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The US Senate Decides Guns are More Important than People

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Courtesy Marquil at Empirewire.com

Do you think that the 2nd Amendment to the United States Constitution guarantees an unrestricted right to bear arms?

Does the 2nd Amendment guarantee the right of paranoid schizophrenics or clinically diagnosed psychopaths to bear arms?

Does the 2nd Amendment guarantee a toddler’s right to bear arms?

Does the 2nd Amendment guarantee the right of felons to bear arms?

Does the 2nd Amendment guarantee the right to own a tank? A drone? A rocket-propelled grenade launcher?

None of the above are rhetorical questions. I’m absolutely serious. 

Does anything in the Constitution guarantee my right – your right – not to be shot? How about the kids from Sandy Hook or the moviegoers in Aurora?

Do you think that the 1st Amendment to the United States Constitution is also absolute and unrestricted in any way? You’d be wrong. There are plenty of government restrictions on speech that have been ruled constitutional. You’re not allowed to incite a riot or libel someone, for instance.

And so it is that, although 90% of Americans support universal background checks for dealer and gun show sales, the United States Senate Wednesday night was unable to defeat a Republican-led filibuster of the Manchin-Toomey Amendment. Drafted by a conservative Republican and a conservative Democrat, the amendment would have implemented background checks to prevent homicidal maniacs and felons from legally obtaining guns.

This new gun control initiative was brought about in response to the Sandy Hook massacre, where 20 little boys and girls were mowed down by a lunatic. One of the biggest efforts was to close the gun show loophole, to make sure that those sales are subject to the same background checks that retail sales undergo. Yesterday on Facebook, people argued to me that implementation of this statute would not have prevented Sandy Hook. But that’s a disingenuous argument – it’s too late for that, and you can’t retroactively prevent anything. I brought up that Australia and the UK implemented stringent gun control in response to their school massacres, and have seen none since. Someone brought up a shooting of 12 in Cumbria that took place in 2010 – the first mass shooting in the UK since the 1996 Dunblane massacre. In the US, we have mass shootings much, much more frequently than that, and we can’t let the perfect be the enemy of the good. After Dunblane, the UK effectively banned handguns.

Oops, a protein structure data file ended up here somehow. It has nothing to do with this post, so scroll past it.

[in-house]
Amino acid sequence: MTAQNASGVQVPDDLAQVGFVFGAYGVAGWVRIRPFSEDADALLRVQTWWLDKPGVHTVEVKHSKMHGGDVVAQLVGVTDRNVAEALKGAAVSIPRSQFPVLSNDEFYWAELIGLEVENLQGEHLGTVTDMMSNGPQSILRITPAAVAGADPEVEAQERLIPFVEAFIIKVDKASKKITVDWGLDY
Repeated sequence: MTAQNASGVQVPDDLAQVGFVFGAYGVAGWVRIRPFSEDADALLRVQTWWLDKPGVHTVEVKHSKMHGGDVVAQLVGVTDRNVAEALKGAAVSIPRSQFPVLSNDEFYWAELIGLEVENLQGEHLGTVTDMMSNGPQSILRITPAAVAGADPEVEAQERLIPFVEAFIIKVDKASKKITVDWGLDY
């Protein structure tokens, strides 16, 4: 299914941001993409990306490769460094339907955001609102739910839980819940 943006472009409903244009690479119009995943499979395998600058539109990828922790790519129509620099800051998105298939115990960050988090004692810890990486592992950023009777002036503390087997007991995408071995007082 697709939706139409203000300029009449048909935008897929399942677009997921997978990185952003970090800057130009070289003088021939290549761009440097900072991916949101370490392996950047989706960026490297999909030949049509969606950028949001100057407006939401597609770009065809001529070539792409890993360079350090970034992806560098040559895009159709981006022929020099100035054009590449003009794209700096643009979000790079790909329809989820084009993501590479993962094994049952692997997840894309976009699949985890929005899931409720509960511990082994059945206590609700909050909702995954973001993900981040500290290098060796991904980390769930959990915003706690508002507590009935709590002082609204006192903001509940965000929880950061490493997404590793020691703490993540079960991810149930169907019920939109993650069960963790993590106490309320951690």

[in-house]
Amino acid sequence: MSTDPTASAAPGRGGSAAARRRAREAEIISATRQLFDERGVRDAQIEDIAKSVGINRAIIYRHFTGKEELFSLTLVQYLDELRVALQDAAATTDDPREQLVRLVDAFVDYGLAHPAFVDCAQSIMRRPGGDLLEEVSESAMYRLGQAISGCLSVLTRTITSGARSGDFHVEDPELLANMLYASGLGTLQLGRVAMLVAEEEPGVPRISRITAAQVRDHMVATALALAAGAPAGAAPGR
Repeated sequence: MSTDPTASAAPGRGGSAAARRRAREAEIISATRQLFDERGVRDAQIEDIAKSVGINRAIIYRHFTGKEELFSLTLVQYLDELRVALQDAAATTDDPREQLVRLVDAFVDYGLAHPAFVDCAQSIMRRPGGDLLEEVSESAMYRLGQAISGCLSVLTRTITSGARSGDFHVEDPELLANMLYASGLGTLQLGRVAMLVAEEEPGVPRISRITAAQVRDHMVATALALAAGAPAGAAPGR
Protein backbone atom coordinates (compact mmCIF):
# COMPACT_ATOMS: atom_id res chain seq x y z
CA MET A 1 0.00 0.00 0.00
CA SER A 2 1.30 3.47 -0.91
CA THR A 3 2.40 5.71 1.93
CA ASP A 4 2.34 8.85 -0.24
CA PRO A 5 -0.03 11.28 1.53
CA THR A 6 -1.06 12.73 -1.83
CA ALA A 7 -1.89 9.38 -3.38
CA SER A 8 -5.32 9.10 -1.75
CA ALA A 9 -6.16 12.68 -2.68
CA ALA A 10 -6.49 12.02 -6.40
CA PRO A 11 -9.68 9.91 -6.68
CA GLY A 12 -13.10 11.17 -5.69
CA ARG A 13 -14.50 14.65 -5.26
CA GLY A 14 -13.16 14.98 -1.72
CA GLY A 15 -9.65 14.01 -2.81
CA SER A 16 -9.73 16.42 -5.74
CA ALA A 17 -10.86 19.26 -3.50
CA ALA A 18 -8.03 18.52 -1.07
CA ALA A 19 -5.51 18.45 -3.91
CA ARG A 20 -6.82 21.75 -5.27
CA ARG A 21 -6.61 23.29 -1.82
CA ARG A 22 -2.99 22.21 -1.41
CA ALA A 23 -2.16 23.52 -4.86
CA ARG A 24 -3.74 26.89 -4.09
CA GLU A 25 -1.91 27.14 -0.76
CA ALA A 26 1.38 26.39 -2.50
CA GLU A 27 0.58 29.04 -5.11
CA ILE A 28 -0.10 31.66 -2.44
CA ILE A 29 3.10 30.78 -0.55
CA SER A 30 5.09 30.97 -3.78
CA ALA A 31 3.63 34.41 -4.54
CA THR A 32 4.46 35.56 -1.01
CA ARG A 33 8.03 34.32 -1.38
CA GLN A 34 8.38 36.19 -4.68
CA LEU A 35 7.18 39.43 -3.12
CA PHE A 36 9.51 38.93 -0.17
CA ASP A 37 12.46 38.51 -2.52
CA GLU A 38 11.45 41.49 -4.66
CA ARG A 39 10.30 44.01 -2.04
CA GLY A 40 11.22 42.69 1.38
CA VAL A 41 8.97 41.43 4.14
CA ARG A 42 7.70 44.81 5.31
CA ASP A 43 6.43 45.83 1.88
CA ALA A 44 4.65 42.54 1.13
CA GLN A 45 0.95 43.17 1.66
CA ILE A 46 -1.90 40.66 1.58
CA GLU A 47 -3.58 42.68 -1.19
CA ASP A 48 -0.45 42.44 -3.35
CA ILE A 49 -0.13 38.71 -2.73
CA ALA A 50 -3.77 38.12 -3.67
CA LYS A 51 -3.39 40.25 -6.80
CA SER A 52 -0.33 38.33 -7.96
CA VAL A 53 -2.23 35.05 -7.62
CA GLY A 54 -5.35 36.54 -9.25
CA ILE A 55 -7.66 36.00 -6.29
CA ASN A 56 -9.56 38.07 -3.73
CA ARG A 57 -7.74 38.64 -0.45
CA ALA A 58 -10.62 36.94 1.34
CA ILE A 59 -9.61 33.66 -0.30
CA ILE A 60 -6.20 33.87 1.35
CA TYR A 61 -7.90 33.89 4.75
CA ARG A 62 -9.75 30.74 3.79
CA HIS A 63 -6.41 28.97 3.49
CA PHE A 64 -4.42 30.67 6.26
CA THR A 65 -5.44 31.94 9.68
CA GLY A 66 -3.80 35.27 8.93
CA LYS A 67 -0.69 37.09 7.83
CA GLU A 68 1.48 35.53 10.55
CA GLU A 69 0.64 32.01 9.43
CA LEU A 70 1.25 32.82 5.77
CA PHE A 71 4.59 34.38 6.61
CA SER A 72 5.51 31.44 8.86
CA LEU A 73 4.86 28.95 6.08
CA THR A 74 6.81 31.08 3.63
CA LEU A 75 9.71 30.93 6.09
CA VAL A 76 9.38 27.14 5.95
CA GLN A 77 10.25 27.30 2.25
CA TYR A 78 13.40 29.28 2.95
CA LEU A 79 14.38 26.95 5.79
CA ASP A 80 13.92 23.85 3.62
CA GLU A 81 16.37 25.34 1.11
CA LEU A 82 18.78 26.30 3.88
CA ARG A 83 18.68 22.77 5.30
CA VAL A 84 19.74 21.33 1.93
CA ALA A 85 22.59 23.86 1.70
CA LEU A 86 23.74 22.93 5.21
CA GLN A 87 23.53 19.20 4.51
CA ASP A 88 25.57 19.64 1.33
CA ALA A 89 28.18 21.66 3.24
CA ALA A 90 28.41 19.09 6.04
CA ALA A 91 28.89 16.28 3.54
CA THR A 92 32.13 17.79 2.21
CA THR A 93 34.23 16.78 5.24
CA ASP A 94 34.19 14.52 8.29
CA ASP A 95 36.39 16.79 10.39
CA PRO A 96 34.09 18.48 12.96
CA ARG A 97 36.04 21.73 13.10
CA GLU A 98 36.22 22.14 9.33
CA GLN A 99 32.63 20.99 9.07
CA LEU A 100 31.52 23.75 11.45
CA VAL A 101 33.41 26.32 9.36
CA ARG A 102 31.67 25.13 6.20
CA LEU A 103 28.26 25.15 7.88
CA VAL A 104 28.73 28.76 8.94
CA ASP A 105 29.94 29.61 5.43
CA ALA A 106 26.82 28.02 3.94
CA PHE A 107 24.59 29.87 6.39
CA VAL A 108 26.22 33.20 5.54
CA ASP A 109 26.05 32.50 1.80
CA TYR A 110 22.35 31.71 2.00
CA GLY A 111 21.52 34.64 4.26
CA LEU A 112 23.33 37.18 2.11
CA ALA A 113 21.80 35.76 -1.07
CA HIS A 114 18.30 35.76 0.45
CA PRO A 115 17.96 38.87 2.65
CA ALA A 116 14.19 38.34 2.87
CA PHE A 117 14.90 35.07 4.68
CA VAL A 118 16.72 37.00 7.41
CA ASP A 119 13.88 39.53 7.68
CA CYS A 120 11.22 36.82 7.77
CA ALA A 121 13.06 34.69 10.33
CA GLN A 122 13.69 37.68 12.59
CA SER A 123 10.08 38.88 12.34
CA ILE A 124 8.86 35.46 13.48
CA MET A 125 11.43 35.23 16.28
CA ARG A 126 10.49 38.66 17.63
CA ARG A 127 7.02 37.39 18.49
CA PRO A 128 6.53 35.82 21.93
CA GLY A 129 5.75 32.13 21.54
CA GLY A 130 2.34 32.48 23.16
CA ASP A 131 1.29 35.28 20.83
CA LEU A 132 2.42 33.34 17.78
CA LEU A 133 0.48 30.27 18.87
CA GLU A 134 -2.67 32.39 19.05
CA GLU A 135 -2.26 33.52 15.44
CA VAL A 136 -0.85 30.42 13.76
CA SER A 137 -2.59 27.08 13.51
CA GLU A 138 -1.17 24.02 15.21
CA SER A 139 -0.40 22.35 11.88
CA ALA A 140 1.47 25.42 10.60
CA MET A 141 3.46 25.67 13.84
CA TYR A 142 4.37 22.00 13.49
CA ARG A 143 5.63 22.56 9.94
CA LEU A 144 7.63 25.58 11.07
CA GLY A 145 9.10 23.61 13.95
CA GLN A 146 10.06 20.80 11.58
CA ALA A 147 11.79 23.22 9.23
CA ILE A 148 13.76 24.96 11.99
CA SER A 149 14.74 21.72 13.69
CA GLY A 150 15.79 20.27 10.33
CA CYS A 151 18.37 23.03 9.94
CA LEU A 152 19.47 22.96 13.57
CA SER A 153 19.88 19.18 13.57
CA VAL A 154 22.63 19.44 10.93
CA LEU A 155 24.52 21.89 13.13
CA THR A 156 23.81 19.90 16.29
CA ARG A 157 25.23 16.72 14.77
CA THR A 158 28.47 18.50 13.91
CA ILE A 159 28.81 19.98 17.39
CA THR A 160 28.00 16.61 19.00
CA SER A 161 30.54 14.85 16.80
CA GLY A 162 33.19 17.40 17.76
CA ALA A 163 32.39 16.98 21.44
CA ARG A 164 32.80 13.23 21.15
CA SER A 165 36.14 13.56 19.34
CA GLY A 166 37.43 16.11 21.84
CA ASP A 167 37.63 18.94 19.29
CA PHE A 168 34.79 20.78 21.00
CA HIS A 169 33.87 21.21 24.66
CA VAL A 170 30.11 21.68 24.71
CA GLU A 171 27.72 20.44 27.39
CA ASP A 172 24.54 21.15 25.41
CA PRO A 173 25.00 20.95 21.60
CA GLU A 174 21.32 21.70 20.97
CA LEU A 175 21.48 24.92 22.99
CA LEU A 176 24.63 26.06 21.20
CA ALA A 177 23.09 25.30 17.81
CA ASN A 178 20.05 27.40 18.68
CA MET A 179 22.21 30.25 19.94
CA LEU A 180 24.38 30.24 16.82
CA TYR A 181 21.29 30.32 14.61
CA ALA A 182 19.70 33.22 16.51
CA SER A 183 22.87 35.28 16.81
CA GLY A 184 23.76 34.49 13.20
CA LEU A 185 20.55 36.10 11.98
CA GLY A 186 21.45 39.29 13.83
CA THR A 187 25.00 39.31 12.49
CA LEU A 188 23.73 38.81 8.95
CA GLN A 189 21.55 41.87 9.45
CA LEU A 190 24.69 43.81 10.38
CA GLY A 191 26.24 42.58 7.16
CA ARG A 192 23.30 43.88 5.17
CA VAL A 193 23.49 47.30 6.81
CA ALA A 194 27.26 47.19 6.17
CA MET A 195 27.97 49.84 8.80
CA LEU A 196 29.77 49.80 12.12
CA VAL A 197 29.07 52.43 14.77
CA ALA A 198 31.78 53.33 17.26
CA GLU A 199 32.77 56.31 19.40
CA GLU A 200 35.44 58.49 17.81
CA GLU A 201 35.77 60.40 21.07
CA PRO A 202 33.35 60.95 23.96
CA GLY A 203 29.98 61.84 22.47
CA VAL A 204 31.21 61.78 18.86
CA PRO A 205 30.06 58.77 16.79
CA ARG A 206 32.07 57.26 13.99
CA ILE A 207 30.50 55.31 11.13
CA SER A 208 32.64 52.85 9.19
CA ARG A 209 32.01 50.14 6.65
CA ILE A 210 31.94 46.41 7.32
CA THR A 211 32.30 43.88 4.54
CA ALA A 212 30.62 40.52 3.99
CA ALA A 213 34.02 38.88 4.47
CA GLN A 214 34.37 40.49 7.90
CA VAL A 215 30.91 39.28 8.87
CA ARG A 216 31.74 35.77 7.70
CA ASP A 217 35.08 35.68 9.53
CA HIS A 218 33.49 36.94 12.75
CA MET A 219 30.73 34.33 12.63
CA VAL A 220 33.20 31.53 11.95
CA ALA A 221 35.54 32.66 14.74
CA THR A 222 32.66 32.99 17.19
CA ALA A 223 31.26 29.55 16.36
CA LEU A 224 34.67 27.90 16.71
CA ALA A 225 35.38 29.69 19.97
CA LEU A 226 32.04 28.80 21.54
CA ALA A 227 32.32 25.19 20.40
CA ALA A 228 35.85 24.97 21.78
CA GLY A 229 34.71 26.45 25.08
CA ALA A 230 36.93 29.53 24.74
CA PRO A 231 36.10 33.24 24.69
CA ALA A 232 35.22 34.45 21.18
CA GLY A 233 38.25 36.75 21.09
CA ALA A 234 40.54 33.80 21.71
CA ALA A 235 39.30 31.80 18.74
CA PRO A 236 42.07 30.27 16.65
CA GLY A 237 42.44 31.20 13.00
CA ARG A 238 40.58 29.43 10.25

This is what I have to say about your gun and your gun rights.

England and Wales see .7 gun homicides for every 100,000 people. Scotland has no data. Australia has .14 homicides per 100,000 of population. Canada sees .51 homicides per 100,000 people. By contrast, the United States has 3 gun homicides per 100,000 people. That doesn’t count accidental deaths and suicides. The United States has 5% of the world’s population, and close to 50% of the small arms. Access to guns and ammo are not at risk or adversely affected.

From TPM,

The legislation, written by Toomey and Sen. Joe Manchin (D-WV), was the centerpiece of gun control efforts in the wake of the Newtown, Conn. shootings. It was supposed to be the breakthrough that led to the 60 votes needed to overcome a filibuster. But it only picked up a few senators and hardened the opposition of many. A last-ditch effort by Democrats to win over skeptical senators by offering new concessions fell apart late Tuesday.

About nine out of 10 Americans support universal background checks, according to polls. The failed vote reflects the enduring power of the National Rifle Association, which opposed the bill and threatened to target lawmakers who voted in its favor.

“Today, the misguided Manchin-Toomey-Schumer proposal failed in the U.S. Senate,” the NRA’s top lobbyist Chris Cox said in a statement issued immediately after the vote. “As we have noted previously, expanding background checks, at gun shows or elsewhere, will not reduce violent crime or keep our kids safe in their schools.”